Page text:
DISCUSSION: With the start of the 2018 Hurricane Season quickly approaching. This discussion will outline what exactly makes a hurricane, and how it forms.
The components of a hurricane are as follows: a source of low pressure, significant moisture in the atmosphere coupled with steep lapse rates, a large distance from the equator, deep and warm waters, and a lack of wind shear.
There are several ways that a hurricane can originate. An easterly wave can form into a mesoscale convective system and go into a westward path off the coast of Africa. A source of low pressure can also originate in the Intertropical Convergence Zone; however, it needs to be in a slightly higher altitude in order for it to turn into a hurricane. A Tropical Upper Tropospheric Trough, also known as a TUTT, can be used to help guide the low pressure. Simply put, this TUTT is a trough that is situated in the upper levels, at about 200 milibars, near the tropics. An old frontal boundary will also be conducive to hurricane development; however, it should be near the Caribbean and/or the Gulf of Mexico in order for it to develop.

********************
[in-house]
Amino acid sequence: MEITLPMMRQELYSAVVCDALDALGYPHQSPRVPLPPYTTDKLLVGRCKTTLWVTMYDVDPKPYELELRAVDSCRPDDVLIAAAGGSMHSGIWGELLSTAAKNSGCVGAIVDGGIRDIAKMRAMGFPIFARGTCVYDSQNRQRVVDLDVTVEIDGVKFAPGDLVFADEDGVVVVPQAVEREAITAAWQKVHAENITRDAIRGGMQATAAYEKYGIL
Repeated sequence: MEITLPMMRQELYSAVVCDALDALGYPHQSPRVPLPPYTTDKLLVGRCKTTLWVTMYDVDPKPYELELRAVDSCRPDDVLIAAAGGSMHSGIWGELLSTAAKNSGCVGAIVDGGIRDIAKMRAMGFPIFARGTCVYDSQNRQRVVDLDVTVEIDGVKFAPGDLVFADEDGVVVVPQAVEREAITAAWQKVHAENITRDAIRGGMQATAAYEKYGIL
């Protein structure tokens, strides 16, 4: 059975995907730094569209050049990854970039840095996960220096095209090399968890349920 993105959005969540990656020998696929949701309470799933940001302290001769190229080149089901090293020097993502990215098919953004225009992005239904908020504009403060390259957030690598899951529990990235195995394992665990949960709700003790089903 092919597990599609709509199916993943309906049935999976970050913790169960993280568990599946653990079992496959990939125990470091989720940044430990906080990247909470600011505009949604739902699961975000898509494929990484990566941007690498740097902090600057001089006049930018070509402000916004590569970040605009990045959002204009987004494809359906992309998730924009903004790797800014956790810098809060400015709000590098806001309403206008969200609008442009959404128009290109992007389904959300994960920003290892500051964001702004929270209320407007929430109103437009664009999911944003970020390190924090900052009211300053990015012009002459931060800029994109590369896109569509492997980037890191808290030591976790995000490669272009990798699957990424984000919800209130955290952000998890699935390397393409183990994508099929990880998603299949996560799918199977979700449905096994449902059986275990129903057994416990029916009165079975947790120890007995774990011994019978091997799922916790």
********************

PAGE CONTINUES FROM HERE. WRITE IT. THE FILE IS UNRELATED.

No matter where the origin of the hurricane is, the low-pressure system has to be near an atmosphere that is moist throughout and the lapse rates in the area need to be high enough to promote instability and storm development. In order for hurricane development to progress, the system needs to be at least 5° away from the equator. The system also needs to be over warm waters, mainly where the water is 26.5°C/80°F over a depth of 50 meters to 150 meters.
One these conditions are met, a tropical depression is formed and numbered. In order for the tropical depression to upgrade to a tropical storm, wind speeds will need to increase to at least 39 miles per hour and form a Central Dense Overcast. A Central Dense Overcast is a large area of thunderstorms surrounding the circulation center of the tropical cyclone. Once wind speeds increase to 74 miles per hour, the tropical storm is officially a hurricane.
To learn more about tropical cyclones, click here!
© 2018 Weather Forecaster Jennifer Naillon